Opponents of the purge don’t have to throw up their hands, however. They could form their own labor federation and try to reclaim the soul of COSATU under another name. Such a move wouldn’t be without strategic difficulties. The dissenting unions would first need to craft a response to the increasing informalization of the South African economy and the shifting locus of struggle (from the workplace to the broader community).

Another hurdle: many South African unions suffer from authoritarian leadership who serve the whims of the ANC in order to enrich themselves. The best example of this decay of shop floor democracy was when the National Union of Mineworkers leadership sided with the police after the massacre of their members at Marikana.

The betrayal didn’t come as a surprise. Over the last twenty years, COSATU has lacked both the political will and the tactics necessary to organize among informal workers. Opportunities to capitalize on grassroots militancy — from community protests to wildcat strikes — have been passed over by a leadership unwilling to take up any political project that could potentially displease the ANC.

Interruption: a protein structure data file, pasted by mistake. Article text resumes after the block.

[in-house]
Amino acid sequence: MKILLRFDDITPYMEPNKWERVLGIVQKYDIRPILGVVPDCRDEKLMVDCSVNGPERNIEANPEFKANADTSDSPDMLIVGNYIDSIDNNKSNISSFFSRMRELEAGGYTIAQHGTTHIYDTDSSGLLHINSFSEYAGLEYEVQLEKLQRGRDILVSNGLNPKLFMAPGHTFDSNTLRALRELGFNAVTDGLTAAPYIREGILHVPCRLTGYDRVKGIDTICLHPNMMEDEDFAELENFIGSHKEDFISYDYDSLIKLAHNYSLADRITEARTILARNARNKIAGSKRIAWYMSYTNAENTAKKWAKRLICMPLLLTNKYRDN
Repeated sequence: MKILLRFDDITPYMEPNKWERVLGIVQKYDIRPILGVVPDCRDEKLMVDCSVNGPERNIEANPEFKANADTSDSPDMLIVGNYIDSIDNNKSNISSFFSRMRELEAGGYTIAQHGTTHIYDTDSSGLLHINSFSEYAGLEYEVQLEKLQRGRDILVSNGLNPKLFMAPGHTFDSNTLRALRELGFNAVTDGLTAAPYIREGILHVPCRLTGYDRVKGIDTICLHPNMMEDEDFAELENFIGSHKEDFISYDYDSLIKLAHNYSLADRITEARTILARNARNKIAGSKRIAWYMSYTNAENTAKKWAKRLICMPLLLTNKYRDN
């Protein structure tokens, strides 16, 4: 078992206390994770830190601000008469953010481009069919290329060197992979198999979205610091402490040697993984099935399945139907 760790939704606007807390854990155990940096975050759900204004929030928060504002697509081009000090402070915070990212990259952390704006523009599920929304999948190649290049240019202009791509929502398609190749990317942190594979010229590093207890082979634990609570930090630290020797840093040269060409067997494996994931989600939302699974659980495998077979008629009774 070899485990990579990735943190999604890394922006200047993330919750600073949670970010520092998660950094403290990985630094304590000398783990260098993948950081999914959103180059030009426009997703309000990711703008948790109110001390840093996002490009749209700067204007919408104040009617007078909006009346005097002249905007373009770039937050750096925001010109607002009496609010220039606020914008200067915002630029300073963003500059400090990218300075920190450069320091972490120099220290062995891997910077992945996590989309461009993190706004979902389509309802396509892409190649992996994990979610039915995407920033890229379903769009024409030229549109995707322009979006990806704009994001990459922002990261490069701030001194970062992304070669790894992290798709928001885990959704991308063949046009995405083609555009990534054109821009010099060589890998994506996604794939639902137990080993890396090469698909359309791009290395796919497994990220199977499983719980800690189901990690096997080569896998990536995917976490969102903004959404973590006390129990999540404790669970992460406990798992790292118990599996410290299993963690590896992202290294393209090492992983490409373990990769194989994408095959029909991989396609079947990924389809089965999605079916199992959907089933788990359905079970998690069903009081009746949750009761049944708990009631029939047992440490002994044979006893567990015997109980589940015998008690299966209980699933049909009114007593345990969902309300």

For the Left, building a strong trade union movement, organizing an alliance capable of blocking austerity programs, and developing new tactics to deal with the changing nature of work must take priority over any short-term electoral ambitions. A political party capable of advancing the struggle of the working class would have to emerge organically from this project, rather than being imposed from above, with no clear base or program.

Outside of the union movement, once-vibrant social movements are largely dead, including the first generation of post-apartheid movements once thought to be the future of South African politics. They have wilted due to a combination of state repression, a lack of organizational structure, infighting, corruption (in many cases stemming from an unhealthy relationship with mainstream NGOs), and stale, ineffective tactics.

And yet, there’s still some activity in South African civil society. One cannot ignore the “service delivery protests” — the thousands of daily protests across the nation that have led some to declare South Africa “the protest capital of the world.” The demonstrations are often spontaneous and emerge in response to an array of local problems, from lack of housing to municipal corruption.

There are two standard narratives about these protests. The first is that they are a “rebellion of the poor” and constitute a nascent counter-hegemonic movement. The second suggests that demonstrators are not irrevocably opposed to the ANC, but that instead the party has raised, and then dashed, their hopes of quality service delivery. Protesters often remain party supporters and even appeal to the ANC at higher levels, convinced that if national officials knew what was happening in local communities, they would get rid of corrupt local functionaries and fix their problems.